As if teachers don’t already have enough to contend with beside teaching their subject matter, they are increasingly worried about their own physical safety (“Student faces sentencing in attempted sex assault on teacher,” The New York Post, Mar. 14). I’m not talking about outsiders. According to federal data, 5.8 percent of the nation’s 3.8 million teachers were physically attacked by a student in the 2015-16 school year. Almost 10 percent were threatened with injury. Yet more is written about students’ rights.
How did things get so bad? I trace the root of the problem to the student rights revolution of the 1960s. Prior to that time, teachers acted in loco parentis. But in 1965, lawyers began suing schools for disciplining students in a move backed by the federal government and philanthropic behemoths. In 1975, the U.S. Supreme Court held in Goss v. Lopez that students had the right to due-process protections for even the most minor aspects of school discipline. Not surprisingly, schools began to walk on eggs when student misbehavior was involved.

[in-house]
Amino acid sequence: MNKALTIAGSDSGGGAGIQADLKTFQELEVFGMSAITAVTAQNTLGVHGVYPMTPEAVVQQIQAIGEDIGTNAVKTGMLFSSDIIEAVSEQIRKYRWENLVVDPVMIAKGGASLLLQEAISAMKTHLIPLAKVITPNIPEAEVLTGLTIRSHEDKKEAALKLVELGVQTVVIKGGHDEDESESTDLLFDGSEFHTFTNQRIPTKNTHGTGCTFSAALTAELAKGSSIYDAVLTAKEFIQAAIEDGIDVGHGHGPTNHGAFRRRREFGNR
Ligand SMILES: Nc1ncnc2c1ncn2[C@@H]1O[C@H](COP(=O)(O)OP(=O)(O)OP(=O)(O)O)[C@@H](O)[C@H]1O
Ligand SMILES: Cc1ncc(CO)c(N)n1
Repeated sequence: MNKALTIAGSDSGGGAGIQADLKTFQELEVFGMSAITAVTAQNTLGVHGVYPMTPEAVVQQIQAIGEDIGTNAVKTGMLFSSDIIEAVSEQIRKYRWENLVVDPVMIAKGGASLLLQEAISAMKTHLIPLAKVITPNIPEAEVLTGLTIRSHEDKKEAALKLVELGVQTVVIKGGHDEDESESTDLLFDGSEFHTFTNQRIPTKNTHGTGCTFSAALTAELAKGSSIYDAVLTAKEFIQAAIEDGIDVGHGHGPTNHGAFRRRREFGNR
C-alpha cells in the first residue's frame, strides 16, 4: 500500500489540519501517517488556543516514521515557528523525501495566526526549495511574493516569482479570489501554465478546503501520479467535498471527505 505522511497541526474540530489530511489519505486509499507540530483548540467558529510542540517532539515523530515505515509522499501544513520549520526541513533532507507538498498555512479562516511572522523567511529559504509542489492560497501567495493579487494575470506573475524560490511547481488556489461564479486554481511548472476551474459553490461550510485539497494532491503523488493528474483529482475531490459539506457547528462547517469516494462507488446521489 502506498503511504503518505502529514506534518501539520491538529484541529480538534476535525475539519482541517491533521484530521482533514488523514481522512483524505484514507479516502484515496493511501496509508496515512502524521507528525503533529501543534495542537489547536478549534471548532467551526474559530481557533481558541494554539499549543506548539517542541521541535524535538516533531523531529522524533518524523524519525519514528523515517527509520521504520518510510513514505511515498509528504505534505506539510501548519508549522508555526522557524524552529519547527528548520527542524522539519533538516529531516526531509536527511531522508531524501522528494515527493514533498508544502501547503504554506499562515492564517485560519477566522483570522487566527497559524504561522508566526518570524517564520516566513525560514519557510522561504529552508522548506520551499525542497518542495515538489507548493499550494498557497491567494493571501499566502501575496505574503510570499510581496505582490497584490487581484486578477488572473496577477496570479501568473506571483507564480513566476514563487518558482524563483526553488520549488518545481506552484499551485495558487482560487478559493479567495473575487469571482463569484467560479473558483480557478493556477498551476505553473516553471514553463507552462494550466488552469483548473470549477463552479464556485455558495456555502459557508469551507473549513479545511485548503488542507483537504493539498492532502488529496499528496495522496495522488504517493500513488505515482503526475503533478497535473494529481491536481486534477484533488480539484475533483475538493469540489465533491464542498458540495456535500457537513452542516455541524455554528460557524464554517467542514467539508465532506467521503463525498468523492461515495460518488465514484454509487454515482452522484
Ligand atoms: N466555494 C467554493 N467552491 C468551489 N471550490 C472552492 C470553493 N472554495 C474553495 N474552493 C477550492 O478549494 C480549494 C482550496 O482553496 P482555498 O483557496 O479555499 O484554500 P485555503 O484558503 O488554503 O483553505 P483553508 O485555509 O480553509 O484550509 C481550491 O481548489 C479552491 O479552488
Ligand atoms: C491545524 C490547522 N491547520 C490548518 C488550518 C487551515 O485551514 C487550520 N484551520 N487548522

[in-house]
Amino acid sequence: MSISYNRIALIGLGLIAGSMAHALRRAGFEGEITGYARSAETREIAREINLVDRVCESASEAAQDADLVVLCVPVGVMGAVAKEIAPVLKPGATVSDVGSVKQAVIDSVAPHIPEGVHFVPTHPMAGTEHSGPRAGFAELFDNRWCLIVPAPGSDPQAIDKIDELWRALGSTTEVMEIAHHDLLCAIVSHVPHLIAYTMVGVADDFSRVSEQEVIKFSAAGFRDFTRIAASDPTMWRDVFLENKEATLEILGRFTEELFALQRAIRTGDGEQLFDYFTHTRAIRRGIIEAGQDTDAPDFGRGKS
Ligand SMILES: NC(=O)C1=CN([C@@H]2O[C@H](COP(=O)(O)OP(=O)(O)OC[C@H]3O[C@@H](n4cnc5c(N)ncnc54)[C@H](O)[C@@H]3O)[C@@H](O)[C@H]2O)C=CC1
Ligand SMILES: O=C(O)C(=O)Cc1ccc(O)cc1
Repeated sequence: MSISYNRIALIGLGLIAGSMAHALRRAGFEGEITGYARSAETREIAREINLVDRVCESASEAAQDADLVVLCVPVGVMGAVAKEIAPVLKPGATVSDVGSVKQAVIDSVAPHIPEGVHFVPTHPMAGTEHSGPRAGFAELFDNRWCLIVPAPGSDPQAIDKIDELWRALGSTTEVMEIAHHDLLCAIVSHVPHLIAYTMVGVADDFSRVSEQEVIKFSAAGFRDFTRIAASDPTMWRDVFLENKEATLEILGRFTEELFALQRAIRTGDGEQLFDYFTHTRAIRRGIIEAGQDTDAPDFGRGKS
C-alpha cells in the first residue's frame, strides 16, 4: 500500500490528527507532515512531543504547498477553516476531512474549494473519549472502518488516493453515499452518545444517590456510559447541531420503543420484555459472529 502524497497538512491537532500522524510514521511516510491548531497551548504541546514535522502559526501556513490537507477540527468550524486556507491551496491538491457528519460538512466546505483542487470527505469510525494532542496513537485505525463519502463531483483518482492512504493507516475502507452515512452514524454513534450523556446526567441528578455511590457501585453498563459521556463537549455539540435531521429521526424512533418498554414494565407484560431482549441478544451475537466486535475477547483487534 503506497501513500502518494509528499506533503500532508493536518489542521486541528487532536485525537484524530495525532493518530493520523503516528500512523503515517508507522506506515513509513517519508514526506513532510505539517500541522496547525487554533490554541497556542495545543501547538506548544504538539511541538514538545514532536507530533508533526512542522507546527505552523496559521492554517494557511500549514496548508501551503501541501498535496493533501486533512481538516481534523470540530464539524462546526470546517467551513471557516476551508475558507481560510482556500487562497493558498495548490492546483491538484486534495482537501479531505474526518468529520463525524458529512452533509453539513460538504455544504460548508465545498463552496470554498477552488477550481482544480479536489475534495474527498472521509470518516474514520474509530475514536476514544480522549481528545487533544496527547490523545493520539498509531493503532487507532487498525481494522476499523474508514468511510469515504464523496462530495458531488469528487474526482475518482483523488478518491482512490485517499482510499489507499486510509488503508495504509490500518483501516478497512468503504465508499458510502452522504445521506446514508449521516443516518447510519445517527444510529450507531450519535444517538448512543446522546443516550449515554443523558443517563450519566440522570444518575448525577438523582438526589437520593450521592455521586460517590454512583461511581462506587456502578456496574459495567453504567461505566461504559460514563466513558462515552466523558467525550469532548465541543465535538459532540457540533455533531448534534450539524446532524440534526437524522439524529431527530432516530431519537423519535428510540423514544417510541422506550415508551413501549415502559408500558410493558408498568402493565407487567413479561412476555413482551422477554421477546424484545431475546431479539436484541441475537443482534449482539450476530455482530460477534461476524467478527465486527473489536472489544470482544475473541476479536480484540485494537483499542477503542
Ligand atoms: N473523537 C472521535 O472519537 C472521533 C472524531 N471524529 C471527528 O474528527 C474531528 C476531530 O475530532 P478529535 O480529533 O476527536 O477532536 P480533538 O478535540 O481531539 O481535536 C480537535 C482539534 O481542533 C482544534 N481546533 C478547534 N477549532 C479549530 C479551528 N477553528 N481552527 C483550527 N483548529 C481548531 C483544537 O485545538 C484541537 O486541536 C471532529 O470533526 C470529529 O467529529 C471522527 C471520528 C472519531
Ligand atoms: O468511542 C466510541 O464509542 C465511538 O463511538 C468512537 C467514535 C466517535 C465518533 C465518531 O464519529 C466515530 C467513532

We are reaping the results. When I was in public school, teachers were always respected, even if they were not especially liked. That meant following instructions and never talking back. Assaulting a teacher was unheard of. The criticism aimed at discipline policies is that they allegedly create a school-to-prison pipeline, particularly for black students who are suspended or expelled at higher rates than white students. But white students are disciplined at higher rates than Asian students. Does that mean schools are anti-white?
I believe that without decorum, learning is almost impossible. That goes for students of all races. When teachers fear for their own safety, they can’t possibly do their job. Even if they recover from physical injuries, they are psychologically damaged. According to the American Psychological Association, the nationwide costs of victimization of teachers exceeds $2 billion annually, which is why disruptive students must be immediately removed from classrooms without fear of a lawsuit.
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